# Probability of winning a competition K games best of series of N games

Consider a ‘best of 5’ series in sports/competition where the first team to win 3 games wins the series. So N=5, K=3. Where probability `w = p(team A winning game)` and `l = p(team A losing game)`. Assume these probabilities do not change during the series.

``````wrong = function(w) {
p = dbinom(3,3,w) + dbinom(3,4,w) + dbinom(3,5,w)
return(p)
}

wrong(.9)
# 1.0935
``````

Obviously, the issue is there is redundancy since 3 wins in a row, W-W-W renders any game 4 and 5 results obsolete. i.e. W-W-W-L-W and W-W-W-W-L aren’t possible.

After removing redundancies these are the possible permutations:

``````win = function(w) {
l = 1-w
p = w*w*w +
w*w*l*w + w*l*w*w + l*w*w*w +
l*l*w*w*w+ l*w*l*w*w+ l*w*w*l*w+
w*l*l*w*w+ w*l*w*l*w+
w*w*l*l*w

return(p)
}

win(.9)
# 0.99144

win(.9) + win(.1)
# 1
``````

Manually typing the permutations gets out of hand quickly with longer series i.e. winning a N = 7 game series, 9 game series, etc. Generally, how does `wrong()` function need to be modified to get the correct probability?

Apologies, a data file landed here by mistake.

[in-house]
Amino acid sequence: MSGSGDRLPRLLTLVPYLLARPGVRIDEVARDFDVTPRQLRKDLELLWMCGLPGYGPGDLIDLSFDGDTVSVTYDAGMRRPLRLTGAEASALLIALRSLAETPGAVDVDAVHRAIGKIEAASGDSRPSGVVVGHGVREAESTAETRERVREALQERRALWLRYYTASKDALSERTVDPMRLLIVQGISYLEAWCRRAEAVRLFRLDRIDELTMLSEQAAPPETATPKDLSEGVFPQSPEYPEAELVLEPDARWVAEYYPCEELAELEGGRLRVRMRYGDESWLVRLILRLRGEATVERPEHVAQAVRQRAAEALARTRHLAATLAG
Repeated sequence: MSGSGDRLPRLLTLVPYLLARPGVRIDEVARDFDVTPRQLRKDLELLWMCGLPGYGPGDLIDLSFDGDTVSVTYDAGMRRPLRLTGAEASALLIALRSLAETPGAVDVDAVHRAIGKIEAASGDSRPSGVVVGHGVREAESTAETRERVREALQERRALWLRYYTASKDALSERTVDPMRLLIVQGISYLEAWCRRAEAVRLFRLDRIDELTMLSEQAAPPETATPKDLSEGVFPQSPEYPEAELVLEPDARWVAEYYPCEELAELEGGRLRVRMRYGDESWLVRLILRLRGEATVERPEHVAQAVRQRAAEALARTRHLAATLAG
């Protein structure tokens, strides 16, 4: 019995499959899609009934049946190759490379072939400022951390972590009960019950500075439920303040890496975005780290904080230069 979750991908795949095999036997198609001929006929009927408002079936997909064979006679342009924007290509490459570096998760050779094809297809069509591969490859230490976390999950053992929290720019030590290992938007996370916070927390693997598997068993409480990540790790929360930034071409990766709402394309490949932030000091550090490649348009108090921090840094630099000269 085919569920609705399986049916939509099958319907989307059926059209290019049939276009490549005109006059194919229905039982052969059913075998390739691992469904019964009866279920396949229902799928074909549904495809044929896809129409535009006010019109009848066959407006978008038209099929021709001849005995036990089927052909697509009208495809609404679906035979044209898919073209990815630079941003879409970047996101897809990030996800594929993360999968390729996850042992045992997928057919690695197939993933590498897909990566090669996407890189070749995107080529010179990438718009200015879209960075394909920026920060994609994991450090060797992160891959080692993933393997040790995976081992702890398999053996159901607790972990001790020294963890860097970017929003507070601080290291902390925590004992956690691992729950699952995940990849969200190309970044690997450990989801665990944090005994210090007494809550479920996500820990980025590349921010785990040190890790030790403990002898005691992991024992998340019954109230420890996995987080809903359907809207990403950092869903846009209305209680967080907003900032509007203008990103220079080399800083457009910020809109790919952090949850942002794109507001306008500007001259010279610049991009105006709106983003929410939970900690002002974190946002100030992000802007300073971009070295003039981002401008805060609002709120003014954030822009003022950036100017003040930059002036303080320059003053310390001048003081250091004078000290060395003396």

You can use the negative binomial distribution for this problem.

If X is distributed as NegBin(n, w), then X is the number of games the player loses before winning n of them, if the probability of winning any given game is w.

So, `dnbinom(q = 2, size = 2, prob = w)` is the probability that the player loses a total of 2 games before winning 2.

Then, `pnbinom(q = 2, size = 3, prob = w)` is the probability that the player loses 2 or less before they win 3 games. This is equal to the probability of winning a 3 out of 5 series.

In general, the probability of winning a best n-out-of-(2n-1) series can be calculated with `pnbinom(q = n-1, size = n, prob = w)`.

``````## w is the probability of winning any individual game
## k is the number of wins needed to win the series (3 in a best 3 of 5 series)
win <- function(w, k){
return (pnbinom(q = k - 1, size = k, prob = w))
}

win(0.9, 3)
## 0.99144
``````